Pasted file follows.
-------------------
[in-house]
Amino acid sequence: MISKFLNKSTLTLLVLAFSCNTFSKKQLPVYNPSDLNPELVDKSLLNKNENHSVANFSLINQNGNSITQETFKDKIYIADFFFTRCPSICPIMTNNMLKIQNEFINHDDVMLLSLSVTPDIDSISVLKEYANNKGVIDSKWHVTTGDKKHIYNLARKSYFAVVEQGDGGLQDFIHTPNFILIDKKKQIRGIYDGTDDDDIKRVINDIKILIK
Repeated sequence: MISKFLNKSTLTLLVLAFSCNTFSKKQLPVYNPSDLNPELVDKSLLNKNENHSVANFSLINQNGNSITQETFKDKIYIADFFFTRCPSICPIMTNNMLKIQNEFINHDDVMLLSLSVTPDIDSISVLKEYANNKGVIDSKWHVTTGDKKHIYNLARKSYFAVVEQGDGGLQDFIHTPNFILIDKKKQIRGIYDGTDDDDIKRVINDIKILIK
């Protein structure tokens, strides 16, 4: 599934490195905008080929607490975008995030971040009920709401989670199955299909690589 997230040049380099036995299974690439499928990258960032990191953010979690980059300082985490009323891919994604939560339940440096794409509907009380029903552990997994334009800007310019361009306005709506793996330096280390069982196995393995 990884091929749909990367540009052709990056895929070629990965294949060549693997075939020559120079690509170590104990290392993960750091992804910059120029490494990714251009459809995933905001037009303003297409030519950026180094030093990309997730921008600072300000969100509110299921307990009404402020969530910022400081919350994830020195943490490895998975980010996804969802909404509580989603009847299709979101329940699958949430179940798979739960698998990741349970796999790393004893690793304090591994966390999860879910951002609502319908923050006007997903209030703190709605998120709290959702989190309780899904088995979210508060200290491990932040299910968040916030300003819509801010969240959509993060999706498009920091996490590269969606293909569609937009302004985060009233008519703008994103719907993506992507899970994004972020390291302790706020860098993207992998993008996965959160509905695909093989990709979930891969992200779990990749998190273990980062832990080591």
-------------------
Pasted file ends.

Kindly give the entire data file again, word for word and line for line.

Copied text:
[in-house]
Amino acid sequence: MISKFLNKSTLTLLVLAFSCNTFSKKQLPVYNPSDLNPELVDKSLLNKNENHSVANFSLINQNGNSITQETFKDKIYIADFFFTRCPSICPIMTNNMLKIQNEFINHDDVMLLSLSVTPDIDSISVLKEYANNKGVIDSKWHVTTGDKKHIYNLARKSYFAVVEQGDGGLQDFIHTPNFILIDKKKQIRGIYDGTDDDDIKRVINDIKILIK
Repeated sequence: MISKFLNKSTLTLLVLAFSCNTFSKKQLPVYNPSDLNPELVDKSLLNKNENHSVANFSLINQNGNSITQETFKDKIYIADFFFTRCPSICPIMTNNMLKIQNEFINHDDVMLLSLSVTPDIDSISVLKEYANNKGVIDSKWHVTTGDKKHIYNLARKSYFAVVEQGDGGLQDFIHTPNFILIDKKKQIRGIYDGTDDDDIKRVINDIKILIK
């Protein structure tokens, strides 16, 4: 599934490195905008080929607490975008995030971040009920709401989670199955299909690589 997230040049380099036995299974690439499928990258960032990191953010979690980059300082985490009323891919994604939560339940440096794409509907009380029903552990997994334009800007310019361009306005709506793996330096280390069982196995393995 990884091929749909990367540009052709990056895929070629990965294949060549693997075939020559120079690509170590104990290392993960750091992804910059120029490494990714251009459809995933905001037009303003297409030519950026180094030093990309997730921008600072300000969100509110299921307990009404402020969530910022400081919350994830020195943490490895998975980010996804969802909404509580989603009847299709979101329940699958949430179940798979739960698998990741349970796999790393004893690793304090591994966390999860879910951002609502319908923050006007997903209030703190709605998120709290959702989190309780899904088995979210508060200290491990932040299910968040916030300003819509801010969240959509993060999706498009920091996490590269969606293909569609937009302004985060009233008519703008994103719907993506992507899970994004972020390291302790706020860098993207992998993008996965959160509905695909093989990709979930891969992200779990990749998190273990980062832990080591």